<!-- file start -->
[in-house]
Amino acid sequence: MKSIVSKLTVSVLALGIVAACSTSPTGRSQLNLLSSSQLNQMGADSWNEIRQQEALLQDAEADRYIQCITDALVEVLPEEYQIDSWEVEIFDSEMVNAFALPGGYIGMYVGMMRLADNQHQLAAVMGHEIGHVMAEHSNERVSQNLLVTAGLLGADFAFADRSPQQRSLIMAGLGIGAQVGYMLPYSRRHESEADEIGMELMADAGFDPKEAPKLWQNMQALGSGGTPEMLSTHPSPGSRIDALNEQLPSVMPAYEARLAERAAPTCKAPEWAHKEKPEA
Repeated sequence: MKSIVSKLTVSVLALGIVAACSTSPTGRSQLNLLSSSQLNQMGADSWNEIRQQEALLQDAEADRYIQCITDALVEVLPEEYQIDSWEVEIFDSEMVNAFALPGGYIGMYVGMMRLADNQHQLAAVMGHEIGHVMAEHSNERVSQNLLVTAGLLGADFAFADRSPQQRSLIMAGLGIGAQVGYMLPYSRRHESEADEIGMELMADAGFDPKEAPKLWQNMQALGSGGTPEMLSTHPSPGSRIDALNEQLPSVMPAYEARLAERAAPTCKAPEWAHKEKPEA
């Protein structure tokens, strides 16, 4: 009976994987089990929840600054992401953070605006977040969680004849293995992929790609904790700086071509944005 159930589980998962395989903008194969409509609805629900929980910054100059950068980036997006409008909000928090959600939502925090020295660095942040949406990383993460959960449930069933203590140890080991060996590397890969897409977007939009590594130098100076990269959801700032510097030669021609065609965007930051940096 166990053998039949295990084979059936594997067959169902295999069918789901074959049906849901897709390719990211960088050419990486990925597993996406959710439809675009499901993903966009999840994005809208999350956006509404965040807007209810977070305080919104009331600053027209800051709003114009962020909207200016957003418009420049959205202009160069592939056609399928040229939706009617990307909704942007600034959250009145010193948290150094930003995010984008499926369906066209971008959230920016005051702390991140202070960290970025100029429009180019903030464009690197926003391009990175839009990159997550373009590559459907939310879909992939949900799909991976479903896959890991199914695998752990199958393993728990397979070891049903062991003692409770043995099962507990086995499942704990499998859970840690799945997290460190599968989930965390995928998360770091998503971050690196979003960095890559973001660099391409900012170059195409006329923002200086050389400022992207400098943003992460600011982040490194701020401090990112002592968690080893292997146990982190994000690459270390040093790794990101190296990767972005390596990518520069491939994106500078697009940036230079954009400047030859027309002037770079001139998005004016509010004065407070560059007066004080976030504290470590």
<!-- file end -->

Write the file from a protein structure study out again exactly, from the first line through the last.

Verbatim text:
[in-house]
Amino acid sequence: MKSIVSKLTVSVLALGIVAACSTSPTGRSQLNLLSSSQLNQMGADSWNEIRQQEALLQDAEADRYIQCITDALVEVLPEEYQIDSWEVEIFDSEMVNAFALPGGYIGMYVGMMRLADNQHQLAAVMGHEIGHVMAEHSNERVSQNLLVTAGLLGADFAFADRSPQQRSLIMAGLGIGAQVGYMLPYSRRHESEADEIGMELMADAGFDPKEAPKLWQNMQALGSGGTPEMLSTHPSPGSRIDALNEQLPSVMPAYEARLAERAAPTCKAPEWAHKEKPEA
Repeated sequence: MKSIVSKLTVSVLALGIVAACSTSPTGRSQLNLLSSSQLNQMGADSWNEIRQQEALLQDAEADRYIQCITDALVEVLPEEYQIDSWEVEIFDSEMVNAFALPGGYIGMYVGMMRLADNQHQLAAVMGHEIGHVMAEHSNERVSQNLLVTAGLLGADFAFADRSPQQRSLIMAGLGIGAQVGYMLPYSRRHESEADEIGMELMADAGFDPKEAPKLWQNMQALGSGGTPEMLSTHPSPGSRIDALNEQLPSVMPAYEARLAERAAPTCKAPEWAHKEKPEA
């Protein structure tokens, strides 16, 4: 009976994987089990929840600054992401953070605006977040969680004849293995992929790609904790700086071509944005 159930589980998962395989903008194969409509609805629900929980910054100059950068980036997006409008909000928090959600939502925090020295660095942040949406990383993460959960449930069933203590140890080991060996590397890969897409977007939009590594130098100076990269959801700032510097030669021609065609965007930051940096 166990053998039949295990084979059936594997067959169902295999069918789901074959049906849901897709390719990211960088050419990486990925597993996406959710439809675009499901993903966009999840994005809208999350956006509404965040807007209810977070305080919104009331600053027209800051709003114009962020909207200016957003418009420049959205202009160069592939056609399928040229939706009617990307909704942007600034959250009145010193948290150094930003995010984008499926369906066209971008959230920016005051702390991140202070960290970025100029429009180019903030464009690197926003391009990175839009990159997550373009590559459907939310879909992939949900799909991976479903896959890991199914695998752990199958393993728990397979070891049903062991003692409770043995099962507990086995499942704990499998859970840690799945997290460190599968989930965390995928998360770091998503971050690196979003960095890559973001660099391409900012170059195409006329923002200086050389400022992207400098943003992460600011982040490194701020401090990112002592968690080893292997146990982190994000690459270390040093790794990101190296990767972005390596990518520069491939994106500078697009940036230079954009400047030859027309002037770079001139998005004016509010004065407070560059007066004080976030504290470590």